Music

Forty years later, listeners keep coming back for Bach



Rena Lev-Bass

The Oregon Bach Festival is known for its world-class talent, famed conductors and its fusion of contemporary and classical concerts. This year marks the festival’s 40th anniversary, and with it comes a plethora of performances, interactive lectures, and of course, a celebration of the work of Johann Sebastian Bach.

This year’s program boasts artists such as Bobby McFerrin, Jessie Marquez and Pink Martini. The festival runs from June 23 to July 11, with Verdi’s “Requiem” kick-starting the lineup.

“The concerts that we have lined up are high points of history … they are a collection of great things that we’ve done our previous year and some new artists, too. The Requiem is very much the main event,” said George Evano, the festival’s director of communications.
“People who are used to this sort of thing, which we’ve done so well for so many years, will be totally delighted because it’s a concert they have come to expect.”

The Requiem is conducted by Helmuth Rilling, one of the world’s foremost interpreters of Bach, and is described as “a classic of its type. Great singing, huge voices, it has truly dramatic musical segments which tell a story.”

Though certain concerts will always have their seat in the festival’s schedule, other performances vary each year. Evano said there are many elements to consider when forming the program.

“We choose a mix of things that will have an appeal to popular audiences, as well as an appeal to certain types of classical music,” he said.

The attempt to appeal to popular and classical ears is most apparent when looking at the festival’s five-year experiment with young hip-hop artists. “Bach Remix” puts a new spin on the music of Bach by asking disc jockeys to create musical programs inspired by Bach, or to integrate Bach’s original music into their sets.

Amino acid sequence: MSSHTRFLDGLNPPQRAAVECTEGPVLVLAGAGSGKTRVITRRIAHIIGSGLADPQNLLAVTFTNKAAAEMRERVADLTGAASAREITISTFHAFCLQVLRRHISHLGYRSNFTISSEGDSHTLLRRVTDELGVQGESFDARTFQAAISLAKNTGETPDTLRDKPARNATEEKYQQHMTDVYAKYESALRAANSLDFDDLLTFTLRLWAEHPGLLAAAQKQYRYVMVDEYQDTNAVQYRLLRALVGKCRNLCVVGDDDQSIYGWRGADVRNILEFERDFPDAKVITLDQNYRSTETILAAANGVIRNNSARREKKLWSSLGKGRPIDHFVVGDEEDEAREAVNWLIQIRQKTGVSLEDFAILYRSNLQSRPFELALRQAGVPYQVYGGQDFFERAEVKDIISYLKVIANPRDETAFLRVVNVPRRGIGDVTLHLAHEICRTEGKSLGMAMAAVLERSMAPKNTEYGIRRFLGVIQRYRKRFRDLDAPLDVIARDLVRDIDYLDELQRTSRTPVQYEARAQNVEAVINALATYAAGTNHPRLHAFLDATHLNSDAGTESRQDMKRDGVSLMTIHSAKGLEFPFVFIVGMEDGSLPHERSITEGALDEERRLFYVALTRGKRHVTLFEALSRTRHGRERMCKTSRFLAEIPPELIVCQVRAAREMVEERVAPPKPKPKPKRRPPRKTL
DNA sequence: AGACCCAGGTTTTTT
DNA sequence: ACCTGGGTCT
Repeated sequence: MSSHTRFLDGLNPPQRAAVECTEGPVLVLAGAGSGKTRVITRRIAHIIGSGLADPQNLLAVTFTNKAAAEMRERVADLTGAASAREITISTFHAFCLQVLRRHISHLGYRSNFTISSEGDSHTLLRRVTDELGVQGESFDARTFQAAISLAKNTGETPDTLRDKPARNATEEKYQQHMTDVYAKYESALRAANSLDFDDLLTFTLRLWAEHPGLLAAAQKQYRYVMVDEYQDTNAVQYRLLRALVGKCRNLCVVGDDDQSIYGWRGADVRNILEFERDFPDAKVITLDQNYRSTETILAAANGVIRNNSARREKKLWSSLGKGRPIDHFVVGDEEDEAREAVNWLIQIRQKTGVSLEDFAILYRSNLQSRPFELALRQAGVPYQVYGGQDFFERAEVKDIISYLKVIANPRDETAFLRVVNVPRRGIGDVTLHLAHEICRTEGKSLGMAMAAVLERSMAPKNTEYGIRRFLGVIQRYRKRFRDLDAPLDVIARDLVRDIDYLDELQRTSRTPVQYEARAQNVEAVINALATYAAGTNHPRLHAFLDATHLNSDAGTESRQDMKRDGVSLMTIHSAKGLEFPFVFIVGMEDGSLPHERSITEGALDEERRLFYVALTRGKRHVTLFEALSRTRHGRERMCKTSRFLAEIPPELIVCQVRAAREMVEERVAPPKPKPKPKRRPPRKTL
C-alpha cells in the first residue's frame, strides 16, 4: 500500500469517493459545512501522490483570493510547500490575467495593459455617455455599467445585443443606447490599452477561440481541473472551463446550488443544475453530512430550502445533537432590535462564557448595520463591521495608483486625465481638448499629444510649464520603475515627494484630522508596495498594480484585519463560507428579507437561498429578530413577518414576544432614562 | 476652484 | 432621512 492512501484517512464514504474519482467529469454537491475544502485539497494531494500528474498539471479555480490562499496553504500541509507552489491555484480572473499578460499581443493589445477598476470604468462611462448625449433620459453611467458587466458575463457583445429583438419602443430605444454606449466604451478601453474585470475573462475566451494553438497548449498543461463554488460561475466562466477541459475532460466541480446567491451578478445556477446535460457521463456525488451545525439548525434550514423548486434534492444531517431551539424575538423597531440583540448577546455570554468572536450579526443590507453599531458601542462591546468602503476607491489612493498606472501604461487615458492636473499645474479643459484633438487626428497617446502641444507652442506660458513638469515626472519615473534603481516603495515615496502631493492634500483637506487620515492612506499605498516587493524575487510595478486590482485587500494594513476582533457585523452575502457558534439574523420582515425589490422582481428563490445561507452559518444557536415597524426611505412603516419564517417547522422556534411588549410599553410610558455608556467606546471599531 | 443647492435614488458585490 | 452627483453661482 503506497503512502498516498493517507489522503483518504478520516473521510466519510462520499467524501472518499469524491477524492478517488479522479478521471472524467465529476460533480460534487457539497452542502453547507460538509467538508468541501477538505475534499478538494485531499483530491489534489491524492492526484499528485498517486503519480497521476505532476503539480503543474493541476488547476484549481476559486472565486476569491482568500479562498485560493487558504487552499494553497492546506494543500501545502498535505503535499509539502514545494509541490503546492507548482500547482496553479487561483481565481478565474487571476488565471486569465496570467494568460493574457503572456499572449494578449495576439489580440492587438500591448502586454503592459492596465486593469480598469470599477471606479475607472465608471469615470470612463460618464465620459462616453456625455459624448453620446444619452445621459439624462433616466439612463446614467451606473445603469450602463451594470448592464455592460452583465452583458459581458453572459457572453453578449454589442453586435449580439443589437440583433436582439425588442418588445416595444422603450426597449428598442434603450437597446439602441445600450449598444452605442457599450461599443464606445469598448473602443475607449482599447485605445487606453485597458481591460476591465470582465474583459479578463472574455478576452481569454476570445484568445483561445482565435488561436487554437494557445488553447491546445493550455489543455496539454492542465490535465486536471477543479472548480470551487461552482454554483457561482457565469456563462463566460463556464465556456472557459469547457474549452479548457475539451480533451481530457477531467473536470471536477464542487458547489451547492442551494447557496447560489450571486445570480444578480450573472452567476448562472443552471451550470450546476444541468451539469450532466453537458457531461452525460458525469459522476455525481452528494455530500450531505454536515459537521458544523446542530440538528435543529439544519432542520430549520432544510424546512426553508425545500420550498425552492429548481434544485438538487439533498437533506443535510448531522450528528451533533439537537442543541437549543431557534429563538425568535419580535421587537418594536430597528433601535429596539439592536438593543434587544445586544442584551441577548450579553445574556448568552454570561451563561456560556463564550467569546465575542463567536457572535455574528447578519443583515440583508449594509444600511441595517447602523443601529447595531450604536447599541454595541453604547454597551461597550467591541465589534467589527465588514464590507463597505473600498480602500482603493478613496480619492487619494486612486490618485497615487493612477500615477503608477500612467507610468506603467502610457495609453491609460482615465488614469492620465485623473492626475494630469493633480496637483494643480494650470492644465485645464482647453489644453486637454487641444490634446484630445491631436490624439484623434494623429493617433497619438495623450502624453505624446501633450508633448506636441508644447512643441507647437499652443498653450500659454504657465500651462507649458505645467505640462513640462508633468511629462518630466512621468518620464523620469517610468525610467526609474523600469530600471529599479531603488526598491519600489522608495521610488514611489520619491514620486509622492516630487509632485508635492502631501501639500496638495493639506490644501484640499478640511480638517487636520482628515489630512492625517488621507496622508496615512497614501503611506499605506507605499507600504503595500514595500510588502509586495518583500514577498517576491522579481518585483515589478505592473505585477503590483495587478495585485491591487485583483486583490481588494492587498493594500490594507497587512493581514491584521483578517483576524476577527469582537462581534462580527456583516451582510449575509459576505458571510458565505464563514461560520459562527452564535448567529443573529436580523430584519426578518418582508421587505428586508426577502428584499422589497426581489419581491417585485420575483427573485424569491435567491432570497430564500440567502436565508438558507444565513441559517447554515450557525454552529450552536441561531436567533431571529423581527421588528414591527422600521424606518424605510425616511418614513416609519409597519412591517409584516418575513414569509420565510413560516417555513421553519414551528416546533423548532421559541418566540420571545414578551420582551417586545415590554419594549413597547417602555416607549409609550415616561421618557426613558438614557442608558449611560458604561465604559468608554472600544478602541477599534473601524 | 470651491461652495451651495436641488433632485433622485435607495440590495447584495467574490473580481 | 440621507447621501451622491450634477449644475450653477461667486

“It’s really a showcase, not a competition,” Evano said, who explained that when “Bach Remix” first premiered, it was a “DJ playoff, to see who could do the best with a Bach tune.”

The festival aims not only to entertain its audiences, but also to educate them. Afternoon lectures and discussions with artists are two of the ways the festival promotes musical education. The discovery series, which takes place during six afternoons in Beall Concert Hall, offers an explanation behind musical compositions.

“It’s a combination of a lecture with musical examples to illustrate key points of the music, followed by a short performance,” Evano said. “You learn about different parts of music from the best people and learn what to listen for, and then you actually hear the whole thing together.”

Another instructive component is “Bach in the Brain,” which discusses the biological and neurological effects music has on our bodies.

The Oregon Bach Festival runs from June 23 to July 11th, with concerts held at various locations in Eugene, many on the University campus. For more information visit the festival’s Web site at www.oregonbachfestival.com.

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